The movie @Terminator Genisys proves that you can go home again

Terminator_Genisys001 copyThe Terminator franchise is one of those that at some point “jumped the shark.” It can be argued that it might have happened with Terminator 3, or possibly with the TV series Terminator: The Sarah Connor Chronicles, but for a franchise to recover would have to involve some sort of reboot, either of the entire series, or to a point where only a certain few “elements” can be removed. That was successfully done here.

Obviously due to the amount of real time that has passed since Terminator 2: Judgment Day was released, so hiring the original actors like Linda Hamilton or Michael Biehn to play their younger selves was out of the question. However, one cannot have a Terminator and not involve Mr. Olympia himself, Arnold Scharzenegger. As for our other principal actors, the movie went with a bit of a reach hiring Jai Courtney (Insurgent, Jack Reacher) as he bears little resemblance to Biehn from Terminator, but the casting Emilia Clarke (Game Of Thrones) is a pure stroke of genius as she is able to capture that youthful Sarah Connor we saw in Hamilton, but play her with a much needed edge. As for Courtney, his acting was strong enough to the point where I no longer felt distracted at this new actor playing the part of Kyle Reese, and Scharzenegger was able to play the Terminator in multiple levels, as the killing machine we saw in the first film, and also as the aged protector and guardian that he grew into for this film.

To use a phrase from Doctor Who, this movie gets “timey-wimey.” There is a change in the timeline which resets the events from the first movie, but at the same time pays homage to it and to its beloved sequel. Some fans might find these changes in the timeline, and how they happened, somewhat confusing. Perhaps it is because I watch a lot of time travel shows that I found myself along for the ride all the way through, except for one tiny detail which happens to Sarah as a child. It’s never fully explained, but it’s a detail that doesn’t require it to make sense for the overall sake of the movie. All of the other time travel aspects of this film make perfect sense and the story does an excellent job of adhering to these shifts in the timeline. Unlike other time travel stories, this movie DOES hold up under scrutiny.

However, probably the most important element of any Terminator movie is the action. James Cameron clearly understood this when directing the first two movies and was able to direct them in a very clear, almost linear fashion. Later movies failed in this and gave the viewer and onslaught of action sequences which not only could confuse the audience, but have them all reaching for a bottle of aspirin after the credits in order to deal with collective headache those movies gave them. No, what we had here in this latest movie clearly shows director Alan Taylor (Thor: The Dark World) borrowing a page out of James Cameron’s book of directing by giving us just enough action to have keep the audience on the edge of their seat, but not so much as to burden them with sensory overload.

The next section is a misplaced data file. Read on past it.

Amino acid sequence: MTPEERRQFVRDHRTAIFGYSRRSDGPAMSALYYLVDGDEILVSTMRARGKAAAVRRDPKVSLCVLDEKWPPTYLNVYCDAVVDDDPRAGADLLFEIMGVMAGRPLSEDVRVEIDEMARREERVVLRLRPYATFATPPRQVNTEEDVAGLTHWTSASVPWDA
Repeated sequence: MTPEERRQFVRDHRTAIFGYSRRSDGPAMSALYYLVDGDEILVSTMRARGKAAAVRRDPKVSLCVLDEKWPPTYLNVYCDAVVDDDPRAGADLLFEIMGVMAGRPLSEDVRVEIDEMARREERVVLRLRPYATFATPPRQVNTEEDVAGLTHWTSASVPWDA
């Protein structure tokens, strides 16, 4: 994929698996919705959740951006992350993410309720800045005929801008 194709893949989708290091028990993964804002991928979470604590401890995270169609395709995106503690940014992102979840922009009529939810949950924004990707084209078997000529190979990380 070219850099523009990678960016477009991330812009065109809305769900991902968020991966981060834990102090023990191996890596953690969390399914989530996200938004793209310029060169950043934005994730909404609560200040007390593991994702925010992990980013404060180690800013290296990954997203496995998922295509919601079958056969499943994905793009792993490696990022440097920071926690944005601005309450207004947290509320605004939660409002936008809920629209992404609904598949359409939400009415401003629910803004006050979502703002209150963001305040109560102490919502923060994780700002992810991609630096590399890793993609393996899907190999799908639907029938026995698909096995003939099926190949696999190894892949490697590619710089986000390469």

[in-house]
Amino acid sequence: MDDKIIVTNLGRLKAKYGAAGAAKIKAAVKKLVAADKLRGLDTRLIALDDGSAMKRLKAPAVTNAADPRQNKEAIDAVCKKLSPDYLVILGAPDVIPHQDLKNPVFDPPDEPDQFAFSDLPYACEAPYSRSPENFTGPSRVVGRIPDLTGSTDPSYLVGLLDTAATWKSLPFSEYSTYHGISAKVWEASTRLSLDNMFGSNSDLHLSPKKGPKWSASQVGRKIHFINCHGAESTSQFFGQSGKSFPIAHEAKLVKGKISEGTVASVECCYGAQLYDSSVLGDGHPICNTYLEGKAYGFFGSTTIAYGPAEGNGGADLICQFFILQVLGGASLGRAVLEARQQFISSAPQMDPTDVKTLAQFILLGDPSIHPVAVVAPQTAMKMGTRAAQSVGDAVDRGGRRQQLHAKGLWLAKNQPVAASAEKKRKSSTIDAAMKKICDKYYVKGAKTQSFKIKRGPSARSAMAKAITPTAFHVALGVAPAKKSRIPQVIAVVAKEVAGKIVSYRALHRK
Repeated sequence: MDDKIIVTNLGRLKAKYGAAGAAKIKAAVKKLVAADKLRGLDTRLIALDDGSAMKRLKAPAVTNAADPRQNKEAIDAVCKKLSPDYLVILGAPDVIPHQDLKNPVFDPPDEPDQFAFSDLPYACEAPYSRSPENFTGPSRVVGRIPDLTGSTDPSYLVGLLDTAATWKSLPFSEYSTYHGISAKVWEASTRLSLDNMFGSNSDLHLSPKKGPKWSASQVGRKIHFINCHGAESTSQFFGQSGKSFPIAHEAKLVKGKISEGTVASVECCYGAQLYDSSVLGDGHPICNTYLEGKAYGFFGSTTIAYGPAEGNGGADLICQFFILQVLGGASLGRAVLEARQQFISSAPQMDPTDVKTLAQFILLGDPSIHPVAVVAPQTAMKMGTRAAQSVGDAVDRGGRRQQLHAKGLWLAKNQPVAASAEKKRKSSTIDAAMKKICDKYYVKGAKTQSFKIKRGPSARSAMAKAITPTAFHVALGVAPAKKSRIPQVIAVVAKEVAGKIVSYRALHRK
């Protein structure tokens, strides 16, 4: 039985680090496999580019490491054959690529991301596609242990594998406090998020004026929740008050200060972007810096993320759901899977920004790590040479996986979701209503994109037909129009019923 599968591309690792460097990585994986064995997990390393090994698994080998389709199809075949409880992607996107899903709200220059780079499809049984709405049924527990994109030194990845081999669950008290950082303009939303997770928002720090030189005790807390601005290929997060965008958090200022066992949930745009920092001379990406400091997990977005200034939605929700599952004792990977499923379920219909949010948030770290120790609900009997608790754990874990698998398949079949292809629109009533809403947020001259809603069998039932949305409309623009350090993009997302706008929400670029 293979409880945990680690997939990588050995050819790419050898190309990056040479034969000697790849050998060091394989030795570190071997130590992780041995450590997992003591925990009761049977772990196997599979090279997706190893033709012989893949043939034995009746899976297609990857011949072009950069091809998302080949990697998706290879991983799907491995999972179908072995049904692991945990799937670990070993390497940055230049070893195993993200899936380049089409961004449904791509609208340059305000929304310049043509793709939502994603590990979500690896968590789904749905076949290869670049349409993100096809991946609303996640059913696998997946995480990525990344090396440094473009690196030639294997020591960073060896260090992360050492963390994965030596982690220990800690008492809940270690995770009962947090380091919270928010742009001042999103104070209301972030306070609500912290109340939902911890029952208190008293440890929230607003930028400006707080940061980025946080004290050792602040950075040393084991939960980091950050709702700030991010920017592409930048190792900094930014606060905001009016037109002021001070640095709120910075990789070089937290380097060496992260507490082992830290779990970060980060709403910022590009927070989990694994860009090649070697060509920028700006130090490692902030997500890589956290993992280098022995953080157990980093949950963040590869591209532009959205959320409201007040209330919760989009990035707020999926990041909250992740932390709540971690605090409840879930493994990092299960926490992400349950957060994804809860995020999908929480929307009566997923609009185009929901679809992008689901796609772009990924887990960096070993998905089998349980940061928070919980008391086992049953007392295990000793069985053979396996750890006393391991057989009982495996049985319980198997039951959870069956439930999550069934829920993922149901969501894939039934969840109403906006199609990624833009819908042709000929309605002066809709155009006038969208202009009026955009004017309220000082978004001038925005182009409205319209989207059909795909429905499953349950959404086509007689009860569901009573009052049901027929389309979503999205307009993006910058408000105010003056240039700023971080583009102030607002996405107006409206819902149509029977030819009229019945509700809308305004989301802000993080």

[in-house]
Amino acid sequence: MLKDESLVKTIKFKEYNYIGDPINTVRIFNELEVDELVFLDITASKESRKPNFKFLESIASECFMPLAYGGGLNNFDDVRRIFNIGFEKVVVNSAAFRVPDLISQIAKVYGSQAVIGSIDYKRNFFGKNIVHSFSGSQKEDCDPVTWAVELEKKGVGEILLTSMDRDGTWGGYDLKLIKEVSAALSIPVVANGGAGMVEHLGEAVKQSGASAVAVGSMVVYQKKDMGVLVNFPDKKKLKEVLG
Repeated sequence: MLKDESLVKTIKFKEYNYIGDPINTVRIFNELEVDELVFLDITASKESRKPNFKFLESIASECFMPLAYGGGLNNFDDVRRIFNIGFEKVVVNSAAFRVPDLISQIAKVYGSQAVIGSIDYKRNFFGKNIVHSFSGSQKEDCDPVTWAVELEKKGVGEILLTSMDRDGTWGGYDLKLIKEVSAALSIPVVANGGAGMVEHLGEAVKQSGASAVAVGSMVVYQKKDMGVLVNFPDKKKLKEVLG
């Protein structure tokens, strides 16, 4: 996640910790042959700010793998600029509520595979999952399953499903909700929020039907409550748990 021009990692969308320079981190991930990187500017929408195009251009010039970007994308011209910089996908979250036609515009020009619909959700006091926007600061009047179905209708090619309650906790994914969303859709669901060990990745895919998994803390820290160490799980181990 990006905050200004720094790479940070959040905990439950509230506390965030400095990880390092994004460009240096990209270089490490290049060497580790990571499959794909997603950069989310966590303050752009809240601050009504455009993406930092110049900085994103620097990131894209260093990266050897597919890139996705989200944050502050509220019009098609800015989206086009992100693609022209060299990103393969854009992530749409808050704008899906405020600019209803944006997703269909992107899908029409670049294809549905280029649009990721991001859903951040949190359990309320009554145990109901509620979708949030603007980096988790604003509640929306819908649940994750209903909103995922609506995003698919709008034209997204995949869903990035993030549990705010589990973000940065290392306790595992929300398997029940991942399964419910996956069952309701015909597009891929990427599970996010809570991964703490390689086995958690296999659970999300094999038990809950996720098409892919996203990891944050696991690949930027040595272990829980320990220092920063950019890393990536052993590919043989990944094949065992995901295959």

If there is a message it could be argued that it’s how humanity has “plugged itself in” with their electronic devices. There is a point in the movie where everyone is looking down at his or her smart phone or tablet. However, towards the end of the movie we see a youngster who isn’t working with his electronic device, instead he is working with hands and fixing the mechanics of his dirt bike. I wouldn’t go so far as to say that this movie is anti-technology, but it is most certainly pro-humanity.

The one flaw with each installment of this franchise is the threat has to be built up over and over again; otherwise the audience can’t feel the sense of danger our heroes have to face. While this has become something of a trope for these movies, the new danger presented here is unique and is quite a bold move.

In a final series of action sequences that partly resemble Terminator 2: Judgment Day, we are prepared for an ending of mixed emotions based on who lives and who doesn’t. However, at the risk of giving a spoiler here, this movie pretty much ends on a rather happy note. This might take some of the emotional gravitas we saw in the earlier movies, but there is a strange sense of satisfaction in it nonetheless. I would say that it’s wise to stick around once the credits start to roll however as all is not quite what it appears to be.

I was intrigued with the time travel aspect and how this would be used to possibly reboot the franchise. Where it could be argued that Star Trek by J.J. Abrams got it wrong, this movie did it right. If there is to be a sequel (and it could happen) I would hope that the studio brings back the same cast and crew. They all breathed new life into this series, and if James Cameron himself gives it a thumbs up then it must be worth watching.

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